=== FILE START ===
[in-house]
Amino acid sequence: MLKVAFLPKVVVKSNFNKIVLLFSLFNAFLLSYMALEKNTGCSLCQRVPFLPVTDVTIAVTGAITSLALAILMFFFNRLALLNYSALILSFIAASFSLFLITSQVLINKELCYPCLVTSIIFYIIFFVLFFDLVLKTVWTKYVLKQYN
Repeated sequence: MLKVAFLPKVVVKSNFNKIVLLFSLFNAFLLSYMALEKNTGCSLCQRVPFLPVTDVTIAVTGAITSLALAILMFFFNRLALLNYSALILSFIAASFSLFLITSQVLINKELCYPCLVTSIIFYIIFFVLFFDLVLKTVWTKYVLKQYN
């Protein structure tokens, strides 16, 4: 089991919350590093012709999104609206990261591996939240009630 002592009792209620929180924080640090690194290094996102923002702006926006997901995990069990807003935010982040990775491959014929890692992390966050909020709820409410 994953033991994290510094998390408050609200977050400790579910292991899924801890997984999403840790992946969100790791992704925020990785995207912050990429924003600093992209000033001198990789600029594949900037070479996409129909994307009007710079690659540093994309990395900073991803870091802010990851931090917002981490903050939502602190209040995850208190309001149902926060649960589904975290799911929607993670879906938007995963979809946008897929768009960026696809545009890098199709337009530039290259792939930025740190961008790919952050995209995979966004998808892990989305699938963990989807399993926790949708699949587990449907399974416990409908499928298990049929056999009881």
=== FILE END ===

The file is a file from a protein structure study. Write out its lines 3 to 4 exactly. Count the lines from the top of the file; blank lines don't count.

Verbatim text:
Repeated sequence: MLKVAFLPKVVVKSNFNKIVLLFSLFNAFLLSYMALEKNTGCSLCQRVPFLPVTDVTIAVTGAITSLALAILMFFFNRLALLNYSALILSFIAASFSLFLITSQVLINKELCYPCLVTSIIFYIIFFVLFFDLVLKTVWTKYVLKQYN
């Protein structure tokens, strides 16, 4: 089991919350590093012709999104609206990261591996939240009630 002592009792209620929180924080640090690194290094996102923002702006926006997901995990069990807003935010982040990775491959014929890692992390966050909020709820409410 994953033991994290510094998390408050609200977050400790579910292991899924801890997984999403840790992946969100790791992704925020990785995207912050990429924003600093992209000033001198990789600029594949900037070479996409129909994307009007710079690659540093994309990395900073991803870091802010990851931090917002981490903050939502602190209040995850208190309001149902926060649960589904975290799911929607993670879906938007995963979809946008897929768009960026696809545009890098199709337009530039290259792939930025740190961008790919952050995209995979966004998808892990989305699938963990989807399993926790949708699949587990449907399974416990409908499928298990049929056999009881």